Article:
We know very little about the history of wool production, in large part because wool is a biodegradable substance which is preserved only in unusual circumstances.
What appears to be clear is that humans began wearing clothing between 100,000 and 500,000 years ago. These would probably have been skins initially. The human body louse diverged from the human head louse about 170,000 years ago, indicating that the wearing of clothing was pretty well established by then (the body louse could not have evolved on naked, near hairless bodies). This predates our ancestors’ exodus from Africa, but does not preclude our having picked up clothing – and infestations – from previous exoduses. Sewing, probably using animal sinew or flax, is at least 50,000 years old, and may well have been invented by the Denisovans (Homo denisova/altai) rather than our human ancestors – the oldest complete sewing needles were found in the Denisova Cave in Siberia.
Sheep were domesticated between 9,000 and 11,000 years ago, probably for meat, skins and milk, as these primitive animals were more hairy than woolly. Hair helped slick off rain, whereas the wool – originally an undercoat – kept the animal warm. There is some archaeological evidence that sheep were beginning to be bred for wool in ancient Iran, around 6,000 years ago. Again, this may have been an attempt to breed for warm skins rather than for the wool. These primitive sheep, like many preserved primitive breeds today such as the Scottish Soay, shed their woollen undercoat in warmer weather. The wool would have come off on briars and against trees the sheep scratched themselves on, and could be pulled off (‘rooed’) by their caretakers.
So far, we have domestic sheep and sewing. At this point, I’m going to abandon facts and venture into speculation, because facts are pretty thin on the ground.
I think that it is almost certain that the first fabric made from wool was probably some form of felt. There’s two possible ways I think this could have happened:
- shed wool rolls about the ground, getting wet and scrabbled together into small felted balls;
- people take this shed wool and push it into their primitive boots for comfort. Through sweat and being walked on, the wool felts itself into a sock-like shape;
At some point, some clever-clogs (or socks) thinks “I wonder if I can do this deliberately?”, and voilà!, so to speak.
Now, felt is a pretty handy thing, you can make it in sheets, then cut it to shape and sew the pieces together to make a pretty decent winter garment – but it is thick, and a bit stiff, so it’s unsuitable for warm weather or for active wear.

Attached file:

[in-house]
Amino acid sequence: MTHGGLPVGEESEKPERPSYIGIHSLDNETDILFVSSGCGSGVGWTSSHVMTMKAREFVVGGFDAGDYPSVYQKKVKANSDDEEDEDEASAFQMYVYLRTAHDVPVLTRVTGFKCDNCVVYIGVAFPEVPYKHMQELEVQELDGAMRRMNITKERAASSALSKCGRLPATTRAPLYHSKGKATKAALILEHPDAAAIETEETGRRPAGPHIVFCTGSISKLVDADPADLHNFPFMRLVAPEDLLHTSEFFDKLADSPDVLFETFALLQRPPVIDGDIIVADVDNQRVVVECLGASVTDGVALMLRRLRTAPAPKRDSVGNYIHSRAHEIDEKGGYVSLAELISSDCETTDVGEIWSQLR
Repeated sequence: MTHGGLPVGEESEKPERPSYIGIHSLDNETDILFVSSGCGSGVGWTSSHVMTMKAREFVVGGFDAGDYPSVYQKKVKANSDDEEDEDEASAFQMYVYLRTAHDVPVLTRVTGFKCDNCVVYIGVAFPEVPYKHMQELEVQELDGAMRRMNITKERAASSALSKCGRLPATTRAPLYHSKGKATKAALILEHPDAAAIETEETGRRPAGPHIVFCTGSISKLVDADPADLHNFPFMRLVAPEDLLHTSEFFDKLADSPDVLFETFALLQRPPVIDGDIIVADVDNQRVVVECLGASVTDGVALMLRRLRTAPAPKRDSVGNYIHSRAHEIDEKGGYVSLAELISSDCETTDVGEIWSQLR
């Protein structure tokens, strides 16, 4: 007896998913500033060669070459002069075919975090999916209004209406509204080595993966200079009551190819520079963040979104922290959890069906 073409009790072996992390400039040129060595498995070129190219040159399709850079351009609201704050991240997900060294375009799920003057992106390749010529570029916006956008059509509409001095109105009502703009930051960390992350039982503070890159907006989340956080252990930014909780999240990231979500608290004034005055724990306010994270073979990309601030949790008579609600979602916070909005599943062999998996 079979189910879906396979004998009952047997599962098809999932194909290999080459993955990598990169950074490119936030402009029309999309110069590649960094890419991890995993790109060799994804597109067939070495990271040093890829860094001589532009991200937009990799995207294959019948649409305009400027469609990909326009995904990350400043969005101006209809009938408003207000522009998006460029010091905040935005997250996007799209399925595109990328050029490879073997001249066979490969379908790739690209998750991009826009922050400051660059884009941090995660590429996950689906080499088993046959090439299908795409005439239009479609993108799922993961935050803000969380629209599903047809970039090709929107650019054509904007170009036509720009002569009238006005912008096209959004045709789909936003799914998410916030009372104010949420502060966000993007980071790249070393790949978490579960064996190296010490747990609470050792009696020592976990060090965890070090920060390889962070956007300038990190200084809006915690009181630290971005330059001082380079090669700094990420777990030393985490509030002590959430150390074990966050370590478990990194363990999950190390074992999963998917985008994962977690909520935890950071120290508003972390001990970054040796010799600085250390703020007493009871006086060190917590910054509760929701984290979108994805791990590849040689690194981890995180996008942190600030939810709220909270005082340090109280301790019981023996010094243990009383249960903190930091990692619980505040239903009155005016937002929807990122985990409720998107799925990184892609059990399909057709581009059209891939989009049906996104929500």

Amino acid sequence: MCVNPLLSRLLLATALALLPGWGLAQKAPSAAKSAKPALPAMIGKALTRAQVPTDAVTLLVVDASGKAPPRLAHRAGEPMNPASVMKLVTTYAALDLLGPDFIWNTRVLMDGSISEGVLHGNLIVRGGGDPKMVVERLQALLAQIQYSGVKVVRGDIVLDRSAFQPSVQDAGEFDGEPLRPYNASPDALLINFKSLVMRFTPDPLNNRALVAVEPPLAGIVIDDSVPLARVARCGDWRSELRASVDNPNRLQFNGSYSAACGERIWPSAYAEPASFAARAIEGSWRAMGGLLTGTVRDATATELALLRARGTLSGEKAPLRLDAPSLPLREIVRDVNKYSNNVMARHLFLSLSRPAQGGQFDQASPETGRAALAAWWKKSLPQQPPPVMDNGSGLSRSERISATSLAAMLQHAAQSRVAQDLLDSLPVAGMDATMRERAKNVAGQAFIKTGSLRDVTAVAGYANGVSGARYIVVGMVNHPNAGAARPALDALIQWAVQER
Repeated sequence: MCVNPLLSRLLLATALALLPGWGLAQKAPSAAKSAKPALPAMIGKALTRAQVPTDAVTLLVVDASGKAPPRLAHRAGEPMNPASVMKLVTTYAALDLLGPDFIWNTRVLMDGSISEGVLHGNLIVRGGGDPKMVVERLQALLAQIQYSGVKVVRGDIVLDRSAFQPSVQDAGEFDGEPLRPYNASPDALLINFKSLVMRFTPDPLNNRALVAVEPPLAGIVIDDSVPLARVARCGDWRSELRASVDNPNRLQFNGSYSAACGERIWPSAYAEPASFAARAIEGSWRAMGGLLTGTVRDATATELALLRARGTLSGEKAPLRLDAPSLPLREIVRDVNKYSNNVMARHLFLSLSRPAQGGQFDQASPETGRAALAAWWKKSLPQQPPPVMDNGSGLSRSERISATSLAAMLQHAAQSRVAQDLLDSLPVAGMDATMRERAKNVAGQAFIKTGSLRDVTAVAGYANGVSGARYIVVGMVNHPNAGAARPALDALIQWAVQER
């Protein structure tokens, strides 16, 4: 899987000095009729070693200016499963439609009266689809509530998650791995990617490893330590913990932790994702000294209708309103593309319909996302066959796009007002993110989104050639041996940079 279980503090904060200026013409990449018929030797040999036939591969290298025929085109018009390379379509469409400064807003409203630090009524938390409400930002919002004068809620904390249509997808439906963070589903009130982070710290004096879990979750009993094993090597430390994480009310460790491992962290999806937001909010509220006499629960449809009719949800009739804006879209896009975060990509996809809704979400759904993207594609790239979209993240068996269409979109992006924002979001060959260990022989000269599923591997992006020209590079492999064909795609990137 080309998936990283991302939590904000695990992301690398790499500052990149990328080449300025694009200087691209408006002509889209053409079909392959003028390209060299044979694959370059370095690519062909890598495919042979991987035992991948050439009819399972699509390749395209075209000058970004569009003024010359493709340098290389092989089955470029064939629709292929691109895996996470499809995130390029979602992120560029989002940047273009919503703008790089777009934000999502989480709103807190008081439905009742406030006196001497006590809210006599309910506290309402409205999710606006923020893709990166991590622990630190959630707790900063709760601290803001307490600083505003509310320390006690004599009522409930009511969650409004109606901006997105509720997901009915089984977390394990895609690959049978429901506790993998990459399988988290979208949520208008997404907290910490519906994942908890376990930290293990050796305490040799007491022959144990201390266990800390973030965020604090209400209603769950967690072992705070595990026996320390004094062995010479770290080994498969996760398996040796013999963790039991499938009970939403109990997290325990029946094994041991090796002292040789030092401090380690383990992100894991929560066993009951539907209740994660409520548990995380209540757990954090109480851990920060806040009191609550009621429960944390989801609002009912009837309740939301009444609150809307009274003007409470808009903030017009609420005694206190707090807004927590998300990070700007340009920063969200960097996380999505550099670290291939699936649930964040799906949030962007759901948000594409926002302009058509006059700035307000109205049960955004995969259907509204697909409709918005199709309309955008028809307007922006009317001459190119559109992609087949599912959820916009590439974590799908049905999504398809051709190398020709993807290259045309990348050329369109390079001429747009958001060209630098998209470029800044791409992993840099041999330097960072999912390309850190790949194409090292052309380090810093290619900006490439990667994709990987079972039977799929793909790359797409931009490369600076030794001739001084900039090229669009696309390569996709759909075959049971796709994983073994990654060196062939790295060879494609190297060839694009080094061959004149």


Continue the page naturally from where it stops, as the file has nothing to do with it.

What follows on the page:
Fragments of earliest-known surviving textile; found at Çatalhöyük; 6th millennium BC; Museum of Anatolian Civilizations, Ankara, Turkey
The next stage, I think, would be weaving. Weaving has certainly been around for around 6,000 years, and reached an impressively high standard of 540 threads per inch in Ancient Egypt. However, before weaving, we need thread: and this is where 60,000 years of sewing comes in. Originally, sewing would have used naturally occurring short lengths of fibre, like animal sinews or flax xylems, perhaps even hair from those not-so-woolly primitive sheep. The hair, or kemp might be strong enough to use, but individual strands of wool are microns thick – far too fine to be of use. We now have the technology (sewing needles), but how do we get thread from wool?
I believe the next stage is a quantum leap from puffs of shed wool to thread, by means of boredom. Tending sheep is a dull business, even with plenty of Neolithic predators about. It’s hours, days, weeks of sitting around watching the woolly buggers eat, baa, and occasionally boink. I think some bored shepherd boy, or probably many bored shepherd boys and girls of all ages, in different places over thousands of years, got in the habit of picking up a piece of shed wool and twiddling with it. In the course of twiddling, they accidentally pulled some strands of wool together and twisted it – and, as wool tends to do, those strands stayed together, and just kept on coming, until the bundle of shed wool disappeared. I’ve done this with a ball of cotton wool while sitting bored in an A&E, waiting for an X-ray. It can be done with little to no attention or intention.
So now we have wool thread. It gets used for sewing. Then, someone has the bright idea of weaving with wool thread. And this happened between 6,000 and 3,500 years ago: the oldest woollen cloth dates from 1,500 BCE, amongst the belongings of the Bredmose Woman bog-body. Only 500 to 1,000 years afterwards, Huldremose Woman died wearing glowing woollen plaids:
But that’s just weaving. Where does knitting and crochet and lacemaking and tatting et al. come in? Ah, but that is a different question…
Originally appeared on Quora.